Lessons Learned: VA Cloud Email Termination
Joey van Kuilenburg
According to a Federal Computer Week article by Frank Konkel, The Department of Veterans Affairs terminated its five-year, $36 million cloud computing contract for email and calendaring services with HP Enterprise Services. Citing a material change in the agency’s requirements, VA officials declined to elaborate on the requirement changes that were actually made. Although I have no personal connection or first hand knowledge of the specifics of this deployment, this failure was apparently caused by failure to first build and understand the business case for supporting the cloud transition.
“In November — after the agency announced its cloud deal with HP Enterprise Services – VA’s Deputy CIO for Architecture, Strategy and Design, Paul Tibbits, told an audience at 1105 Media’s Enterprise Architecture Conference that he questioned the cost-effectiveness of moving to the cloud.
Tibbits was not discussing this project in particular, but rather stressing the broader need for real use cases and hard-nosed business assessments. “It is not 100 percent clear that expenses go down if we jump into the cloud,” he said. “The revenue stream is up there in neon lights, we have got to figure out if that is going to save us money or not.”
Cloud computing is not about technology. It is primarily a change in the delivery and consumption of information technology services which can radically change an organizations business model. As highlighted in many expert guides, including my book “GovCloud: Cloud Computing for the Business of Government“, the first step in any cloud transition strategy should be the identification, development and commitment to the cloud computing business model.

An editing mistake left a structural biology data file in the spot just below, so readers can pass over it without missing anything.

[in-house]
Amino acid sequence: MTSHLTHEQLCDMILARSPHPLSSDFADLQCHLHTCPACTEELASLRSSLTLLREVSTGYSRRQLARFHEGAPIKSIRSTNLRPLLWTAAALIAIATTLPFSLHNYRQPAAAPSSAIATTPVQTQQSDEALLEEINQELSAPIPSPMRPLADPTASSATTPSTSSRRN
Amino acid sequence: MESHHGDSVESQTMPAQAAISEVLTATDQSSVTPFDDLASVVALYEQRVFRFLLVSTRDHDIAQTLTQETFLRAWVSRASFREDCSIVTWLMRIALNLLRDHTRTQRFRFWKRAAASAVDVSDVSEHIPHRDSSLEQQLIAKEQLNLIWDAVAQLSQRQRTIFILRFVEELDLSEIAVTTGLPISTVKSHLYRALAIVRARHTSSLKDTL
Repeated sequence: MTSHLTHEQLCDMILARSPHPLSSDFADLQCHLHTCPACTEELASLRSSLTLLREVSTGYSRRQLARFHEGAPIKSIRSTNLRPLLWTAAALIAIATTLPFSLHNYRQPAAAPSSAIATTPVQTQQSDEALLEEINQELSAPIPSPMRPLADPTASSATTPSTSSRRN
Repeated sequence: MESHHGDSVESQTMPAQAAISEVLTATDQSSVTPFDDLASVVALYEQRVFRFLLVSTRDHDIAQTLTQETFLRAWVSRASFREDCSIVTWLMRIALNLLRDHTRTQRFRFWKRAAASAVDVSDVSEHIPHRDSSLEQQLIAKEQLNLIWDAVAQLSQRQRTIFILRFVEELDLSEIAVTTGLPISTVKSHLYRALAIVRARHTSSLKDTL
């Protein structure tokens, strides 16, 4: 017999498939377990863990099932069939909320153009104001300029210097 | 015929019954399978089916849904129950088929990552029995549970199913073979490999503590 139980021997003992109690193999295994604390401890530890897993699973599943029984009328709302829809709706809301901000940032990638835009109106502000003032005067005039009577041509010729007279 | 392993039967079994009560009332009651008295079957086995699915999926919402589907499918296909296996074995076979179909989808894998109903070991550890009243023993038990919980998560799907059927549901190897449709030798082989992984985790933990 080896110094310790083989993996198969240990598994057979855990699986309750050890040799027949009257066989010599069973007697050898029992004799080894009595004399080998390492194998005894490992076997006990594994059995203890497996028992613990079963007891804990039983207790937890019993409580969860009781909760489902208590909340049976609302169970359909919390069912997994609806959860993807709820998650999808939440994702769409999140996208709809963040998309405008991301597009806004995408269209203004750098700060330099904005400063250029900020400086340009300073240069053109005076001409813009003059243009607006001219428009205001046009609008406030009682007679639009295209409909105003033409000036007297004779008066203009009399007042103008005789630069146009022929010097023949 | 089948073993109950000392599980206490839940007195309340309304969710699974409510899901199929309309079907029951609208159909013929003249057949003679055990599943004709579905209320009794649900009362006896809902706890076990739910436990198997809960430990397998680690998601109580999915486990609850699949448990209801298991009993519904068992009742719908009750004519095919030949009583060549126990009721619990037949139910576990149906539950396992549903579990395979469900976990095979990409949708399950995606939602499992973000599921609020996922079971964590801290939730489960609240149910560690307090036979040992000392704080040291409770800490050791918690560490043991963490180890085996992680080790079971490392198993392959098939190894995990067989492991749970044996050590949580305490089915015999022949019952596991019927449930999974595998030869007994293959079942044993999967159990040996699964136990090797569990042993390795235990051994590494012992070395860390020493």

I also believe that there were at least two other contributing factors to this unfortunate action:
- Failure to first establish and specify infrastructure security requirements for the software-as-a-service offering. Although FedRAMP is not mandatory until 2014, it provides an efficient and repeatable methodology for establishing a common cloud computing security baseline for all federal agencies
- Failure to adequately address cultural and change management challenges associated with the cloud computing business model. If the new business model wasn’t firmly understood and communicated throughout the organization with a focused change management process, success would be very difficult to achieve.
Kevin Jackson is a senior information technologist specializing in information technology solutions that meet critical Federal government operational requirements. Prior positions include VP & General Manager Cloud Services for NJVC, VP Federal Systems at Sirius Computer Solutions, Worldwide Sales Executive at IBM, Vice President Global IT Project Office at JP Morgan Chase, and CTO at SENTEL Corporation.
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